Andrew Wan was named concertmaster of the Orchestre symphonique de Montréal in 2008. As soloist, he has performed worldwide under conductors such as Vengerov, Petrenko, Labadie, Rizzi, Oundjian, [...]
They spoke about it
In this second volume of the complete sonatas for violin and piano by Ludwig van Beethoven (1770–1827), Andrew Wan and Charles Richard- Hamelin present the three sonatas of opus 12 and Sonata No. 5 in F Major, Op. 24, undoubtedly one of Beethoven’s most famous chamber works.
Written in 1797 and 1798, the three sonatas of opus 12 were published in 1799. They are dedicated to Antonio Salieri, with whom Beethoven studied in Vienna at the turn of the 19th century. Rather conventional from a formal standpoint, these first three of Beethoven’s works for violin and piano are nevertheless imaginatively brilliant and innovative in their instrumental textures. While sonatas for violin and piano written earlier in the Classical period tended to feature the keyboard (hence their descriptions as “sonatas for piano and violin” and not “sonatas for violin and piano”), Beethoven’s opus 12 sonatas place the two instruments on equal footing. All three works radiate vitality and joie de vivre–indeed, apart from the middle movement of Sonata No. 2 in A Major, every movement is written in the major mode. While Sonata No. 1 in D Major exudes a youthful enthusiasm, the aforementioned A-major sonata is characterized by wit, with the elusive, bouncy opening theme of the first movement more rhetorical than melodic. More substantial than the other two, Sonata No. 3 in E-flat Major is the most virtuosic of the three sonatas, featuring almost concerto-like instrumental writing. Its first movement foreshadows several themes that Beethoven would reuse in his Piano Concerto No. 3 in C Minor, Op. 37.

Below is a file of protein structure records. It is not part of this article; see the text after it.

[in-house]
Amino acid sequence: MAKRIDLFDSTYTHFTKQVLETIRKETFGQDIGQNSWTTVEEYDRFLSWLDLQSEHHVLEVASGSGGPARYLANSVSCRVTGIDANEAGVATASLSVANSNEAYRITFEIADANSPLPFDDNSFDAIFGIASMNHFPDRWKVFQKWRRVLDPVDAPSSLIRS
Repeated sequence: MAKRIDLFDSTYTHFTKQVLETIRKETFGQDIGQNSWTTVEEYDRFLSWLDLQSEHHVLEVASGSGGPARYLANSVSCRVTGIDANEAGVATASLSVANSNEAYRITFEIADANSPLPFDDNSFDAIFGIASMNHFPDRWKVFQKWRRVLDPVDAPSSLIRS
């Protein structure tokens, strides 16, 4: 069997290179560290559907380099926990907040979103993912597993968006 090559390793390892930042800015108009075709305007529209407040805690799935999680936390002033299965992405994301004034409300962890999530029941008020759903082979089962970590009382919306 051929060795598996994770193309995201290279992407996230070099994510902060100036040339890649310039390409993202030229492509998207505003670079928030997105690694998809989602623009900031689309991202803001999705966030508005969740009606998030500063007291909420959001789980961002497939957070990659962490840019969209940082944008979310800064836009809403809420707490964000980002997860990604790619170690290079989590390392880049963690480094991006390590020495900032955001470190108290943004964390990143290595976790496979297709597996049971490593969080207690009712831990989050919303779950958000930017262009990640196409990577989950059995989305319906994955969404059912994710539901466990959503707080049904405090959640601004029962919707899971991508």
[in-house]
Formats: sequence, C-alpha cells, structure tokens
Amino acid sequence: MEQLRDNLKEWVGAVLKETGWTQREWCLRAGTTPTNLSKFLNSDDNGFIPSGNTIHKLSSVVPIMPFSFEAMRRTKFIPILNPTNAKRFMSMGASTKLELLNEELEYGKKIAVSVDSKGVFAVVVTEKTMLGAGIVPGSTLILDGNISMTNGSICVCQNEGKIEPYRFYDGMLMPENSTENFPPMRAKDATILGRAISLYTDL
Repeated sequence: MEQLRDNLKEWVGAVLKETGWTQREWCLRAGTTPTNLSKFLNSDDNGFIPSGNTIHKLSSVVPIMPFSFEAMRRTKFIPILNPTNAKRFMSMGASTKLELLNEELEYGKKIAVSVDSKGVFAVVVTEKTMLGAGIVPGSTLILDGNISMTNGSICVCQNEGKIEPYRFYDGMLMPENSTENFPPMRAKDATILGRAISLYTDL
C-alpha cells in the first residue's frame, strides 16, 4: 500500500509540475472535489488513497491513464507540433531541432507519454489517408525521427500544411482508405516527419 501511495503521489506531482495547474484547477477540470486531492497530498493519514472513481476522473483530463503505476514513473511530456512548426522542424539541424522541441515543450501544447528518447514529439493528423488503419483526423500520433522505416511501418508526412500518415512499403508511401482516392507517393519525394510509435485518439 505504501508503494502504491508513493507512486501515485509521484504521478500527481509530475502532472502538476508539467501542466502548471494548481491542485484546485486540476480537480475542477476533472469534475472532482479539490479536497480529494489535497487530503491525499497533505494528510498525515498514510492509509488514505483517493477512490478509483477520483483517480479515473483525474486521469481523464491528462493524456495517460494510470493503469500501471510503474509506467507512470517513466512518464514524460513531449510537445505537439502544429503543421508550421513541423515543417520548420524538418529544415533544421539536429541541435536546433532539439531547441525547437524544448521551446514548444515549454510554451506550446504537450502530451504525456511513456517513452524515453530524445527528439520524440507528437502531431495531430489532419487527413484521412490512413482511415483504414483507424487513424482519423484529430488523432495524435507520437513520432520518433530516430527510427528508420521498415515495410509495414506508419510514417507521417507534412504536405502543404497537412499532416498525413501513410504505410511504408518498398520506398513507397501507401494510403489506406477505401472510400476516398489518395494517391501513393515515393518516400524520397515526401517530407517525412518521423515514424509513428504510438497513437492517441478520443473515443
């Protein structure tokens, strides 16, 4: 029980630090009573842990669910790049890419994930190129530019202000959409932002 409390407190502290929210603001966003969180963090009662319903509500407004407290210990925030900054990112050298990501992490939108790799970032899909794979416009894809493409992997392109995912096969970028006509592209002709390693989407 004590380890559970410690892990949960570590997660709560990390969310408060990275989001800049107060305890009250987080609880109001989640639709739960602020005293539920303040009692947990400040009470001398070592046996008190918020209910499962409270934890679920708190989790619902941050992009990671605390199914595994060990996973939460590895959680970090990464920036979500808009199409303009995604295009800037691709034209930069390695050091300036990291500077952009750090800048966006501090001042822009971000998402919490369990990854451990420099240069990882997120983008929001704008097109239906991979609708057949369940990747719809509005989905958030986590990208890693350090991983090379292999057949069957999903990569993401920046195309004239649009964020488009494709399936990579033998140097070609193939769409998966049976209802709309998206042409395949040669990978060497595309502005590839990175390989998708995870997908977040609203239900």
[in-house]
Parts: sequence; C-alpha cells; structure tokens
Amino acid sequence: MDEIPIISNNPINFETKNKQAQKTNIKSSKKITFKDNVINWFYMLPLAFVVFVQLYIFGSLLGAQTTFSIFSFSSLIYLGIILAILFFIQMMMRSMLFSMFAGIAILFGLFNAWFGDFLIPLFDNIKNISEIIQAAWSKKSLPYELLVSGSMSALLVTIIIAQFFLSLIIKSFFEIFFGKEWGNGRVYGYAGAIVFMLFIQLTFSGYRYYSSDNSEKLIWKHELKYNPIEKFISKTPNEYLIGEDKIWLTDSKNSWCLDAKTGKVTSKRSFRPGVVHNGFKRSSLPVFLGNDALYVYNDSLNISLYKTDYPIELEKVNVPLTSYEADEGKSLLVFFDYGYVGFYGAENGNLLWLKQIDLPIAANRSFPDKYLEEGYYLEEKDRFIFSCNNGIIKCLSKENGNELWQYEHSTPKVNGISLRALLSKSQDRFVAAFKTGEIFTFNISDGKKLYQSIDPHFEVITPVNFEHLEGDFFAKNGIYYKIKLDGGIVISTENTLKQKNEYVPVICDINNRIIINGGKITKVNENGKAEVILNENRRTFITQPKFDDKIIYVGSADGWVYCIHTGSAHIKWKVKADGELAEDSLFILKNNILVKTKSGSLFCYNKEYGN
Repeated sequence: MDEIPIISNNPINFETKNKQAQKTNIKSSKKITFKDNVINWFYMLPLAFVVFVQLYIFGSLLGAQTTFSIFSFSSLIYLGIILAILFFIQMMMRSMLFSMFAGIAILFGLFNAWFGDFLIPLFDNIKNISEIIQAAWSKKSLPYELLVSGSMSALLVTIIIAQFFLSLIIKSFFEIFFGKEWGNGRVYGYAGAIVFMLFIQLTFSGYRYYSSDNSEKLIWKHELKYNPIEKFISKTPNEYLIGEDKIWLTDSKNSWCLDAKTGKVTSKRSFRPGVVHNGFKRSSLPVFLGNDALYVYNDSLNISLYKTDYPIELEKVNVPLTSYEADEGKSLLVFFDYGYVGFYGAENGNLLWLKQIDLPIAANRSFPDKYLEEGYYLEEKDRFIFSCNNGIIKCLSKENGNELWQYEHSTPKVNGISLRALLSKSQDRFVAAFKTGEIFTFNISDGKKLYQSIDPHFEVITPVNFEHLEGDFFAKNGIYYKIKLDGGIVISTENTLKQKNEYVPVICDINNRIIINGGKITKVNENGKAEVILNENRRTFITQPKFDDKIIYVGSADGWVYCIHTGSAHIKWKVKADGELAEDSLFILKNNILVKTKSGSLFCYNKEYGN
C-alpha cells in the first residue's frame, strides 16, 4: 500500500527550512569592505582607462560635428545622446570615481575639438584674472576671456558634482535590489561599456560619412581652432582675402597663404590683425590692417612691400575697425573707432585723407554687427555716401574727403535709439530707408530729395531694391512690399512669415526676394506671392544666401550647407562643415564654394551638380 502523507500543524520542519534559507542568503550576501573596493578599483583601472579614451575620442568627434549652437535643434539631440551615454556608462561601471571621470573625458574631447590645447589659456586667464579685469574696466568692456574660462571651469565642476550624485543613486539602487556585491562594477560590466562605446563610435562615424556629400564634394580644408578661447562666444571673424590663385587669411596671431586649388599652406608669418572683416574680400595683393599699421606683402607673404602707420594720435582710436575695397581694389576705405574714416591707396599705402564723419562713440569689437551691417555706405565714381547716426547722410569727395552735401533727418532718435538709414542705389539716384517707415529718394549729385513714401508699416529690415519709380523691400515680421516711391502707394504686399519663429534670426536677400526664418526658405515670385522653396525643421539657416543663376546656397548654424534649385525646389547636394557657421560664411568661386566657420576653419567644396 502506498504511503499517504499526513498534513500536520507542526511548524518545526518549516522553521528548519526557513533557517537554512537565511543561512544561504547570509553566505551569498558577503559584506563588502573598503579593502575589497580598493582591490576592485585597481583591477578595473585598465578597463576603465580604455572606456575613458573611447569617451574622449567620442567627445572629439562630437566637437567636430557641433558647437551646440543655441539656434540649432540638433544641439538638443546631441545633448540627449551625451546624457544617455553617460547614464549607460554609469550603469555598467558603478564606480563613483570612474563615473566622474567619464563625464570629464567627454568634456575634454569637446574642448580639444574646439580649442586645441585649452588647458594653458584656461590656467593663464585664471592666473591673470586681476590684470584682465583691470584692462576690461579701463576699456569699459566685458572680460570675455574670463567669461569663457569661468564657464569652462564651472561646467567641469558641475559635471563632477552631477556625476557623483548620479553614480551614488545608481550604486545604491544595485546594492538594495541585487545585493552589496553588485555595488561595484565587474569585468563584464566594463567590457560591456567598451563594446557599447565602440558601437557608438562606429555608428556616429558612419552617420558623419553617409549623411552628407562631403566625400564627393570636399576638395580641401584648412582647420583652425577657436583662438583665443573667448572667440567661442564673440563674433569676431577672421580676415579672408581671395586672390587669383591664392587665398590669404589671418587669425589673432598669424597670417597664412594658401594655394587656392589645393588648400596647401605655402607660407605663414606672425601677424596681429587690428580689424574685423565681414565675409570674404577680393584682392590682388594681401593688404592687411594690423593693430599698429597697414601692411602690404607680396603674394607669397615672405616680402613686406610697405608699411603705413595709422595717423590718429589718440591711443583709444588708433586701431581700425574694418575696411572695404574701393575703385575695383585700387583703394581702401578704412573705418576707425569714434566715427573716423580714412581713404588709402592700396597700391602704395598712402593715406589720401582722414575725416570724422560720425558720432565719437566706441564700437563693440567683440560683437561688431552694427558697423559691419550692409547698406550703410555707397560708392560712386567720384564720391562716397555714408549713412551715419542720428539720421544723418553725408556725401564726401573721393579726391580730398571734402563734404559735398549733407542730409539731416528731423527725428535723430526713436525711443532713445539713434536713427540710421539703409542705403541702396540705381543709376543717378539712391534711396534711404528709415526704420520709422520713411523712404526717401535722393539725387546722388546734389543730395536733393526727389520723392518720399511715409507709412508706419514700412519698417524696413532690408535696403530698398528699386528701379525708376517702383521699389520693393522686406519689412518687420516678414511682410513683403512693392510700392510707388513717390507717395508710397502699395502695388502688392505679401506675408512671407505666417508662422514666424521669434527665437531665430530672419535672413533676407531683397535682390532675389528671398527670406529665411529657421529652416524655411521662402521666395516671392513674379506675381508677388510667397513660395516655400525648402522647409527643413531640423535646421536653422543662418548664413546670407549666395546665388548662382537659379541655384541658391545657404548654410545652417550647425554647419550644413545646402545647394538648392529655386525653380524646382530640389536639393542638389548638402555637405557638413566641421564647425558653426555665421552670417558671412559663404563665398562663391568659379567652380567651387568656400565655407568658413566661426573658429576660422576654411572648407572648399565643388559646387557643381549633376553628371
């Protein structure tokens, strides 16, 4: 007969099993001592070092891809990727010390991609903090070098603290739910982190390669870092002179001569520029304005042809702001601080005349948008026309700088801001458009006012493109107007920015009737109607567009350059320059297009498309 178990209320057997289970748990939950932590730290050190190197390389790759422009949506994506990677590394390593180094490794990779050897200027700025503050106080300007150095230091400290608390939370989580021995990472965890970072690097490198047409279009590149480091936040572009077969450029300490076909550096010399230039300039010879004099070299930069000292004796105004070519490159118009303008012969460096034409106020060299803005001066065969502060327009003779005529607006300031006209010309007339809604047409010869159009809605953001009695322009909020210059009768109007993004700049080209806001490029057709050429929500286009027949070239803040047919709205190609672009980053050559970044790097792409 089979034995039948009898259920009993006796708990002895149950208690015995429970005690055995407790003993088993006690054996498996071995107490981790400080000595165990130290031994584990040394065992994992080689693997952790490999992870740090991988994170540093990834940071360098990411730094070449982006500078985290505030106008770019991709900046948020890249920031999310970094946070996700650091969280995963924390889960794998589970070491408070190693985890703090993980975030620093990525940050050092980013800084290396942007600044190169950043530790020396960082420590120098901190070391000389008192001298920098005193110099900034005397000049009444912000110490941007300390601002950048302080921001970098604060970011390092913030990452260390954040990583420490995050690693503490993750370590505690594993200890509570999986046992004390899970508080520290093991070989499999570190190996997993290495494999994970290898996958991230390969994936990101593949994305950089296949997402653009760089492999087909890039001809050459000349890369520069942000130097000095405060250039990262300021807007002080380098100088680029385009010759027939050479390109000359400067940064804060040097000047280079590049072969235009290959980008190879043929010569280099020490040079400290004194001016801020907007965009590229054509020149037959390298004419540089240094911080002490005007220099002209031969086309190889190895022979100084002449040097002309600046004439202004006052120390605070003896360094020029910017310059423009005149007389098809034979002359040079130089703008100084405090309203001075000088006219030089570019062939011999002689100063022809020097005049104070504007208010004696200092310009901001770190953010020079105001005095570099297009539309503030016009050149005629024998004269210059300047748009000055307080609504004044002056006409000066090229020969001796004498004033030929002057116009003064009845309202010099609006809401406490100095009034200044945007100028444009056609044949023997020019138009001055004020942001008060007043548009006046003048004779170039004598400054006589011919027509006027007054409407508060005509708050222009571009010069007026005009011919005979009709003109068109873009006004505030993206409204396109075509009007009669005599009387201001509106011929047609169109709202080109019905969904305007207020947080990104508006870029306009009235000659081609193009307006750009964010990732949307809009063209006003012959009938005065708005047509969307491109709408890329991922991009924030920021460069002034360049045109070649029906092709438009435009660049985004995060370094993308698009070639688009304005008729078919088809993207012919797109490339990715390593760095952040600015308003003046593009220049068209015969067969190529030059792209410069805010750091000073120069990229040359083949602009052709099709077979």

Sonata No. 5 in F Major, Op. 24, often referred to as the “Spring Sonata” (Frühlingssonate), was composed in 1800 and 1801 during an especially productive period for Beethoven. Published in 1801 and dedicated to Count Moritz von Fries, who likely commissioned it, the work did not gain the “Spring Sonata” moniker until over a century later. While the pastoral theme opening the first movement may have inspired an association with spring, this “Allegro con spirito” nevertheless features several contrasting and dramatic episodes. The meditative second movement gives us a glimpse of Beethoven’s talents as an improvisor, with an ever more ornamented melody unfolding over an accompaniment with a very slow harmonic rhythm. The amusing and very brief “Scherzo” (the shortest movement of all of Beethoven’s sonatas for violin and piano) makes a joke of having the violin lag behind the piano. The concluding “Rondo” develops and transforms the main theme in an increasingly ingenious and original fashion with each iteration, ultimately rekindling the first movement’s pastoral character.
© Florence Brassard
English Translation: Peter Christensen